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News Services, Caribbean

Volume 467: debated on Wednesday 13 July 1949

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25.

asked the Secretary of State for the Colonies if he has investigated the position in a number of the Caribbean colonies where no English newspapers are on the news-stands and the sole means of obtaining news is from the radio and American Press; and what does he intend to do in order to keep the British Colonies better informed of news and developments in this country.

Yes, Sir. Newspaper sales are restricted by the high cost of despatch by air and the infrequency of the British air service to that area. A scheme to increase the sale of the principal economic and political weekly periodicals by air on a subscription basis is, however, being developed by the trade. As to the second part of the Question, one of the main tasks of the Information Department in the Colonial Office is to assist colonial territories to receive a service of news and information about this country.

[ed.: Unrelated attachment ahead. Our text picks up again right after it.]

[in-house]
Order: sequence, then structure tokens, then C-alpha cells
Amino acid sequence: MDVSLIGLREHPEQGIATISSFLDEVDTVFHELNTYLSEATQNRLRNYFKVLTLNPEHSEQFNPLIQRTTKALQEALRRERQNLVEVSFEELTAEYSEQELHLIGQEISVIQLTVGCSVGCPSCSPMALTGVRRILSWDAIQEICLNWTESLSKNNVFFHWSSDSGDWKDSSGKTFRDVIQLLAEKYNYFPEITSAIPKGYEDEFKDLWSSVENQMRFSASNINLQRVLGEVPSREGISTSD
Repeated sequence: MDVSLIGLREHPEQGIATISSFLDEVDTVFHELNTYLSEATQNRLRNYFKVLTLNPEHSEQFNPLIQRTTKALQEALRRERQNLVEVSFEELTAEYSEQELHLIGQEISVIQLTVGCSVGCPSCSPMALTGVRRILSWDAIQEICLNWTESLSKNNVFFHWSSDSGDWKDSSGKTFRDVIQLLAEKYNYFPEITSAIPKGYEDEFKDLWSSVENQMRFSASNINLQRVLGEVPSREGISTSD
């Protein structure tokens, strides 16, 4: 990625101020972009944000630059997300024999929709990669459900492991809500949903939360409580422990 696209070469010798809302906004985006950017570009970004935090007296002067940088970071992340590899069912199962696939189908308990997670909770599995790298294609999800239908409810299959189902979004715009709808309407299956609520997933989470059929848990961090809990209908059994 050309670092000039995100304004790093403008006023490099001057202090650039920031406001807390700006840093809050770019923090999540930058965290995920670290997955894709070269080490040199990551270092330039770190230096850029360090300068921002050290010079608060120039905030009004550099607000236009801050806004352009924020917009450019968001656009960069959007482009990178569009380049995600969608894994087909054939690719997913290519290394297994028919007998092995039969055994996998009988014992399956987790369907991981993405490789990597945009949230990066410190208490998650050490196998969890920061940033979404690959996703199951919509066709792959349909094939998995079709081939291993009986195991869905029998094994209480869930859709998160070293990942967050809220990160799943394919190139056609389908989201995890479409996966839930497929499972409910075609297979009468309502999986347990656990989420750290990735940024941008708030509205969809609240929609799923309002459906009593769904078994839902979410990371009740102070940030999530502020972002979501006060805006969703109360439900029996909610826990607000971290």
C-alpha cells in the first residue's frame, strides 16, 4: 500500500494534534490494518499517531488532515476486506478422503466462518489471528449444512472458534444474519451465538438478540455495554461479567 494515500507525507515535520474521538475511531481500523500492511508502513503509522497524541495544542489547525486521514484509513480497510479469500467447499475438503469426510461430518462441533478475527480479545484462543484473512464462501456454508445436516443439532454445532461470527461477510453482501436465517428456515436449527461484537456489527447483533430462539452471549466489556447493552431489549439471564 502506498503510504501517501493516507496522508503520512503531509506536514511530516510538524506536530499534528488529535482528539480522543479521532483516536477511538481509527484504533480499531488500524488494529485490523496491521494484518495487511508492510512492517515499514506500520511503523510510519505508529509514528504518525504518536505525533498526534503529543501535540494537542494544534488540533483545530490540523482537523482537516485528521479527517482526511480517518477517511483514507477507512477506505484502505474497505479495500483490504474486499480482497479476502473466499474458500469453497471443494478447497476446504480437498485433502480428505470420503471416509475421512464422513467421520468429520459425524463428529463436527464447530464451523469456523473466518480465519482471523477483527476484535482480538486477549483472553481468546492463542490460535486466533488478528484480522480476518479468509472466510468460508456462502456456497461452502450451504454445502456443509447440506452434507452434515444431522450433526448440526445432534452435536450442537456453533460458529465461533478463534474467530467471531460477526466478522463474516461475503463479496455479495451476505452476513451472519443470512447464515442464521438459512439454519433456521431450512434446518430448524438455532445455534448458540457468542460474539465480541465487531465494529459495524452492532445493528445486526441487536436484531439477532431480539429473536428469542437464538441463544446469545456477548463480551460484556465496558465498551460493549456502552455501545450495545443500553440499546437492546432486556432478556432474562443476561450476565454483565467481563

Does my hon. Friend not agree that in view of the Government's concern with colonial development, it is of the utmost importance that adequate news services should be developed for the Caribbean area? Could he not have the whole matter reviewed, to see if it cannot be taken up as being one of local urgency?

I agree about the desirability, but it is a matter for the trade.

When my hon. Friend says "Yes, Sir," will he take note that the first part of the Question on the Order Paper is not accurate, since Jamaica at least is served by the redoubtable "Kingston Daily Gleaner," which is a genuine local newspaper, and by one or two smaller ones as well; but, in view of the fact that the radio services in these islands are increasingly going commercial, will he also bear in mind the necessity of supplying a much better service of objective and official information?